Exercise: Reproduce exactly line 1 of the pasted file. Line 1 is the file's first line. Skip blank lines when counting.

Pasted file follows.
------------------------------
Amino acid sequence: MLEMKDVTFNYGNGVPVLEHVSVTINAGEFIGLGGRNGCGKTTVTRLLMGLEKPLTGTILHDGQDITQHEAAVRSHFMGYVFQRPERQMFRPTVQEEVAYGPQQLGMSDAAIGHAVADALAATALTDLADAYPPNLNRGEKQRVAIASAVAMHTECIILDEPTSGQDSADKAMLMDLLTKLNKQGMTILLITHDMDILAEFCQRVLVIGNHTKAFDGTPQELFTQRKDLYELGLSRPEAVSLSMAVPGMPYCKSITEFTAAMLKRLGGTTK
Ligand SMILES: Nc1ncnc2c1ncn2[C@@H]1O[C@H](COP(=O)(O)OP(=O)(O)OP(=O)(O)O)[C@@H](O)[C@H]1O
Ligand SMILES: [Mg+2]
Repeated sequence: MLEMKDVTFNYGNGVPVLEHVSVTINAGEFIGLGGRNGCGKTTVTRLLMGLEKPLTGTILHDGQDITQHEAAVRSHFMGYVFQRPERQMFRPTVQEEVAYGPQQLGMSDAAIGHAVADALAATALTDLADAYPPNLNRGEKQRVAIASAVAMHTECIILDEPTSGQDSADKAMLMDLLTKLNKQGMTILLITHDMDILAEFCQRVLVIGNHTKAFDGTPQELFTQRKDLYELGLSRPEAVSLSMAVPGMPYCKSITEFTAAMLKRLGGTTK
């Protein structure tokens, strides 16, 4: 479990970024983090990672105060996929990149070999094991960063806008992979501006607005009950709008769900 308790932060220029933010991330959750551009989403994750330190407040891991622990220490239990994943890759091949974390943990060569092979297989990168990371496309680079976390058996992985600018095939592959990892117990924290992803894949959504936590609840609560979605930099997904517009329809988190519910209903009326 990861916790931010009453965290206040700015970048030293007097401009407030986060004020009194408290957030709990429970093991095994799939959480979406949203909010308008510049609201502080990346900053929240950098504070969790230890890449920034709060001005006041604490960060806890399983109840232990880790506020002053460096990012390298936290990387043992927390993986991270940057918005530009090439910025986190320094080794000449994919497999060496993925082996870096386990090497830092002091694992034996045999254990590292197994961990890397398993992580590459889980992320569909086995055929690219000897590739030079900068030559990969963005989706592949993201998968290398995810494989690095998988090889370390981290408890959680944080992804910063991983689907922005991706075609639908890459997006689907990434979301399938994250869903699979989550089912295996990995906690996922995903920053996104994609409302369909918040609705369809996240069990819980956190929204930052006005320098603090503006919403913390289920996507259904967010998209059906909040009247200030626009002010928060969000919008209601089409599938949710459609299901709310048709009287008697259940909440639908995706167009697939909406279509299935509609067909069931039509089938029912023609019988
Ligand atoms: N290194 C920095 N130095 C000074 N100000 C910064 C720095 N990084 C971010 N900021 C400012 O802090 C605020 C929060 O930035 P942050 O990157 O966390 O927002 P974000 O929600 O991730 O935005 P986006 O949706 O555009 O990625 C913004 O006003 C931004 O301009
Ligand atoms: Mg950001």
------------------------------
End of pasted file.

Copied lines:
Amino acid sequence: MLEMKDVTFNYGNGVPVLEHVSVTINAGEFIGLGGRNGCGKTTVTRLLMGLEKPLTGTILHDGQDITQHEAAVRSHFMGYVFQRPERQMFRPTVQEEVAYGPQQLGMSDAAIGHAVADALAATALTDLADAYPPNLNRGEKQRVAIASAVAMHTECIILDEPTSGQDSADKAMLMDLLTKLNKQGMTILLITHDMDILAEFCQRVLVIGNHTKAFDGTPQELFTQRKDLYELGLSRPEAVSLSMAVPGMPYCKSITEFTAAMLKRLGGTTK